Dealing with customs;
About the most important point I can make is that you should not let customs check-ins impact your plans. Except for the obvious route planning details, its not a big deal. Some places in Canada you can check in after hours using a special phone on the dock.
You will need to check in with Canada customs when you enter Canada; you will need to check in with US customs when you come back to the US. When you depart either country you don't do anything except leave.
There are some rules that you or your crew may stumble over, and they apply going into both country's.
- When you enter Canada and come back to the US, you must not stop anywhere (no parks, gas docks, bathrooms, nothing) until you have checked in, even if it means traveling hundreds of miles out of your way.
- You may pass through without checking in if you don't stop anywhere. This means you can sail over the international property line, circle around and come back, and no one cares. It also means you may sail all the way to Bellingham (skipping Roche) to check in, but you may not stop anywhere, (even to get fuel at Orcas) You may run all the way to Alaska, just don't stop without checking in.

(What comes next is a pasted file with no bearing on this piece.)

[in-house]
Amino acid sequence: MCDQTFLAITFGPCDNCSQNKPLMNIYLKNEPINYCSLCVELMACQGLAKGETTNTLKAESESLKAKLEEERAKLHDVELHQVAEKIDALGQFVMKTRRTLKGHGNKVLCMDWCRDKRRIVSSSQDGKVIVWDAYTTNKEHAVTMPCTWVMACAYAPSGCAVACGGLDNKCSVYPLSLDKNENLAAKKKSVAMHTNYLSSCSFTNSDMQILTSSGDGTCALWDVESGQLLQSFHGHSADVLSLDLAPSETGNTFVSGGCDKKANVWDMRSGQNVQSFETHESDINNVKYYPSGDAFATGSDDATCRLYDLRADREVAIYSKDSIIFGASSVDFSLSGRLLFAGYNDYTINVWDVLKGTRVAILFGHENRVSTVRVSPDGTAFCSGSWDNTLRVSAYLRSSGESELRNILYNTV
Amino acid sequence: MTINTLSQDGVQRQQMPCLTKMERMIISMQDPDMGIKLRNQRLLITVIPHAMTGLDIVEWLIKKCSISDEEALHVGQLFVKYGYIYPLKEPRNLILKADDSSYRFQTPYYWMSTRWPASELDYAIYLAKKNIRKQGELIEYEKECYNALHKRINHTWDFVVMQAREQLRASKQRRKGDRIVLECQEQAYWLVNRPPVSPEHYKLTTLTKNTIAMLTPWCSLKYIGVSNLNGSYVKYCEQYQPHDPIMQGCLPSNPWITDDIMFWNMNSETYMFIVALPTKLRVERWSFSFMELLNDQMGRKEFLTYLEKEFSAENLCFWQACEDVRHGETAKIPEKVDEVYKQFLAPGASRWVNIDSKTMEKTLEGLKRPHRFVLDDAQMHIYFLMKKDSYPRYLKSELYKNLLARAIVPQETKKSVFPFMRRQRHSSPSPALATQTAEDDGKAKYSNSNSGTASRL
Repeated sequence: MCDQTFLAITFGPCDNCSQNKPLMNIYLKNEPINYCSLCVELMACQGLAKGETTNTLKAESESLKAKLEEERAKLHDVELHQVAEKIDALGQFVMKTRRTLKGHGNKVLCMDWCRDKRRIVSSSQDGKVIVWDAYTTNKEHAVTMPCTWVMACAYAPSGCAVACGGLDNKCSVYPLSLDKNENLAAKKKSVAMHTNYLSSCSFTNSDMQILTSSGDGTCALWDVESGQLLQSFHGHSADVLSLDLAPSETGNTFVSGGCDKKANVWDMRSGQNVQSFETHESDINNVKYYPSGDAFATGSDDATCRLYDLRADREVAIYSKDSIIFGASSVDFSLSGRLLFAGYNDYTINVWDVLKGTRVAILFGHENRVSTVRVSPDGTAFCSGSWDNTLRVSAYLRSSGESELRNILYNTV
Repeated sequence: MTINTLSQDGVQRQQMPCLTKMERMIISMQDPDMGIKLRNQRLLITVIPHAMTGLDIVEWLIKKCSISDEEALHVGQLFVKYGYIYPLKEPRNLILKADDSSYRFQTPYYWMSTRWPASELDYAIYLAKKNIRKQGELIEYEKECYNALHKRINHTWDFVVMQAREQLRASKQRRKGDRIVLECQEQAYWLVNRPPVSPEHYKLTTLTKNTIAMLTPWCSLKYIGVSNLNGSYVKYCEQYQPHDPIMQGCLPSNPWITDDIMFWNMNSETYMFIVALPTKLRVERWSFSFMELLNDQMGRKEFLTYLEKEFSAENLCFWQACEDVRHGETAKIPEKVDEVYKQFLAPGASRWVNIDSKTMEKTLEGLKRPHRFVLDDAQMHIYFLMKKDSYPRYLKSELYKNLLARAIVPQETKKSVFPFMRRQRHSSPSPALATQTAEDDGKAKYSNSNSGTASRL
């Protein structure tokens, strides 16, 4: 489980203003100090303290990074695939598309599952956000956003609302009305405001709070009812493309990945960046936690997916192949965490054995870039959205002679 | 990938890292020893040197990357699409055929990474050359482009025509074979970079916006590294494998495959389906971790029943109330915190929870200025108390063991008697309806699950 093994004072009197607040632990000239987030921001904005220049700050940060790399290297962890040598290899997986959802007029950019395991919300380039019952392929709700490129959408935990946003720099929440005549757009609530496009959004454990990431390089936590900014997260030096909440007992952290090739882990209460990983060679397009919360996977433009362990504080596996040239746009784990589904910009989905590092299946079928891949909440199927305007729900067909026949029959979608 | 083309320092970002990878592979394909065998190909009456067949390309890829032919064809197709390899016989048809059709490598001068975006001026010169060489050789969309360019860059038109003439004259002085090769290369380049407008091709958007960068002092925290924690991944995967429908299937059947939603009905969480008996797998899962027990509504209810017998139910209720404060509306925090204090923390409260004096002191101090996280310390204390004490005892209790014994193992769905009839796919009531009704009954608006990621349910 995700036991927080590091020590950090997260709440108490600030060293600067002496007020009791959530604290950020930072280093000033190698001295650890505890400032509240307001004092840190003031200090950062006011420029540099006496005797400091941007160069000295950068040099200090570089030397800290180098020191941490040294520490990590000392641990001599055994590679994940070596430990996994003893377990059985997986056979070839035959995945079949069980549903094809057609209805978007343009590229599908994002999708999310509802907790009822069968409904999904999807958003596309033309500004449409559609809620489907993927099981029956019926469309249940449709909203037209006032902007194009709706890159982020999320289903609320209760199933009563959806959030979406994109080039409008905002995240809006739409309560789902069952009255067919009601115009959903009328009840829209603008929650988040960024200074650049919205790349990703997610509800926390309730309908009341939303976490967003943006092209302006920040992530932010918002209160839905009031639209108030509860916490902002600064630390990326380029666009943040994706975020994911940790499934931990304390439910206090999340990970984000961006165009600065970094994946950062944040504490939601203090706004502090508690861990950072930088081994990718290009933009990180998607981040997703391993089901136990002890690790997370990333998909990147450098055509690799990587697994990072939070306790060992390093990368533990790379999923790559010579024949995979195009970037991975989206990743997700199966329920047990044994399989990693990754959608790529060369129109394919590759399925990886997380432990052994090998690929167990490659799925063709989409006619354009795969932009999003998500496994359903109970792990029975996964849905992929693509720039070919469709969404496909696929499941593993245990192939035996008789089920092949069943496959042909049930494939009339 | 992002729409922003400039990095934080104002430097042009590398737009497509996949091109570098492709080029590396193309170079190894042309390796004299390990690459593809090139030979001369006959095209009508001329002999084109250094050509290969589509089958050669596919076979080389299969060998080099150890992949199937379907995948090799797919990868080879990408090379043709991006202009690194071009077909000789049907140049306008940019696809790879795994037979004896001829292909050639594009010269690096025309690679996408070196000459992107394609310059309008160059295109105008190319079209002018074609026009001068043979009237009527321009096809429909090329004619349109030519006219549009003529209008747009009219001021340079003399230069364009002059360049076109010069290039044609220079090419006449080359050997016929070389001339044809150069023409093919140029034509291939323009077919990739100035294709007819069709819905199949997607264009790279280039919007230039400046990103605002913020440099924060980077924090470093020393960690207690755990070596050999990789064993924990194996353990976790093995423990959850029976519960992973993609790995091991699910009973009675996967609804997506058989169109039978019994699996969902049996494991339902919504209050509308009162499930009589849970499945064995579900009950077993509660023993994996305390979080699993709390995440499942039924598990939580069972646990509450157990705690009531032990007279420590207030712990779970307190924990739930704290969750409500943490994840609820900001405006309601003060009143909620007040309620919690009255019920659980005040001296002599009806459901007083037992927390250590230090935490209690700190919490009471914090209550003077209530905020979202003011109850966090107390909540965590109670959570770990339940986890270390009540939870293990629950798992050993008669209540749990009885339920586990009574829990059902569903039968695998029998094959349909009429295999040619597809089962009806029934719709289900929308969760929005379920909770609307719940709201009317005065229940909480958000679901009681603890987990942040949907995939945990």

- "Checking in" means to go to a port of entry where they have a customs facility and tell them.
- When you arrive at the red painted customs dock everyone must stay on the boat, only one person goes to check in. (no, your crew may not run down to the bathroom until after you're checked in)
- Bring with you to check in; birth certificates, visas, passports, name of boat, names and ages of all on board, name and registration number of boat.
- They will ask you questions; where you live,where you been, where you going, purpose of visit, how long, etc.
- You can't stay at the red painted customs dock, after checking in you will need to move on, sometimes at Roche Harbor for instance the boats will be stacked up circling, waiting for a spot at the check-in dock.
That's it, real simple, fast, and very inconvenient if you now have to back track miles and miles to your favorite island, but that is why we plan our route.
Rules and requirements probably are changing as you read this, so you should probably make some phone calls or search online for new info.
- Not checking in at all, may have severe consequences. In today's heightened alert, they take things seriously, but it is not difficult to check in.